Standard Chartered evaded prosecution for funding "terrorist groups": Report

An experienced counter-terrorist financing analyst David Scantling submitted details to a New York court last Friday alleging the UK-based Bank evaded prosecution in 2012 for doing $9.6 billion foreign exchange transactions with companies and persons that the US Department of Defense (DoD) designated as funding "terror groups", including Hamas, Hezbollah, Taliban, and the al-Qaeda.
Last Updated : 05 June 2024, 13:44 IST
Last Updated : 05 June 2024, 13:44 IST

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UK-based Standard Chartered bank transacted over a $100 billion between 2008-2013 in breach of sanctions against Iran, and evaded prosecution in 2012 for funding "terrorist groups" after then chancellor in Lord Cameron’s government intervened the hearing in the court— state new documents filed in a New York court recently.

The documents were submitted by an independent counter-terrorist financing analyst David Scantling who according to a BBC report said the Standard Chartered Bank "has not admitted conducting transactions for “terrorist” organisations".

Scantling claims to have found that the bank did $9.6 billion foreign exchange transactions with companies and persons that the US Department of Defense (DoD) designated as funding "terror groups", including Hamas, Hezbollah, Taliban, and the al-Qaeda.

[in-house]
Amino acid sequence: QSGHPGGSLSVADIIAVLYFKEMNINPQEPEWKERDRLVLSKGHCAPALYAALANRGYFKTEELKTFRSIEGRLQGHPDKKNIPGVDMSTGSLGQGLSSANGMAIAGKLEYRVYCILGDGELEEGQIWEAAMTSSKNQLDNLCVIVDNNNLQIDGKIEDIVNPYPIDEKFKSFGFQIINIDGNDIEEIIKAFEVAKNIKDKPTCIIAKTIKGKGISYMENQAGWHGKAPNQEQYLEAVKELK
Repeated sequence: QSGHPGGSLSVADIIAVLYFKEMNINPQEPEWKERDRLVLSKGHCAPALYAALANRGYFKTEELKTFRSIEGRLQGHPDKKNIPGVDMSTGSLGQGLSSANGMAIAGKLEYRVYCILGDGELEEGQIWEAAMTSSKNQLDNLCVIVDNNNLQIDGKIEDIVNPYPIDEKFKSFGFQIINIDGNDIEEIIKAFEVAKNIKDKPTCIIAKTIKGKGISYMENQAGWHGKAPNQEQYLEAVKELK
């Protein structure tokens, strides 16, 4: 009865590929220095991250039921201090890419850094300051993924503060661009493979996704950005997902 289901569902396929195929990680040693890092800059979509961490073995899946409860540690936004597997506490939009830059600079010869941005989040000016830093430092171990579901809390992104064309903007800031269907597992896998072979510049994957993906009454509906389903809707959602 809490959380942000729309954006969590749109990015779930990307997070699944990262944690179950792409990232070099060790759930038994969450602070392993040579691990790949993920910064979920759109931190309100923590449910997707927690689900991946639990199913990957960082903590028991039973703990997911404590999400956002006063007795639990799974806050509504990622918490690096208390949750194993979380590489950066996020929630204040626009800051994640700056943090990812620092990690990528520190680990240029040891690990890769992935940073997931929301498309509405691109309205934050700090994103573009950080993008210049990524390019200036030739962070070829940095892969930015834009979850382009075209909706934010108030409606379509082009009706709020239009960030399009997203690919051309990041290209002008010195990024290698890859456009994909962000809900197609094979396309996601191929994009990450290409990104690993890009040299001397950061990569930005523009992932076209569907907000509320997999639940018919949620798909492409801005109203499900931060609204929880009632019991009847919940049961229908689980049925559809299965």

What is the Bank accused of?

In 2012, two whistleblowers including a former Standard Chartered executive identified as Julian Knight handed over the first evidence of the above transactions to the authorities in US.

The evidence is said to have been submitted in the form of spreadsheets which showed the Bank had falsified transaction data on Swift— an international payment system used by thousands of financial institutions - to move billions of dollars through its New York branch on behalf of sanctioned entities such as the Central Bank of Iran.

The Bank however issued a statement that said the US authorities "thoroughly discredited" the allegations by the whistleblowers.

After claiming to have stopped operations in Iran in 2007, Standard Chartered processed transactions for a bank fronting for the Central Bank of Iran, and this was when it was borrowing an average of $2bn a day from the Term Auction Facility, an emergency programme set up by the US government to support banks through the global financial crisis of 2007-2009.

“The newly extracted data simply cannot be reconciled with the government’s representations to the court in this matter that the [whistleblowers’ evidence] contains no evidence of undisclosed sanctions violations,” the Scantling says in his filing to the court.

The transactions include those of a Pakistani fertiliser company, Fatima Fertiliser, known for selling explosive materials that were used by the Taliban in roadside bombs that killed or maimed thousands of UK and US military personnel in Afghanistan.

Scantling also submitted that the Bank which is the Jersey sponsor for Liverpool FC, also facilitated 73 transactions for a Gambian front company owned by a key Hezbollah financier, Mohammad Ibrahim Bazzi.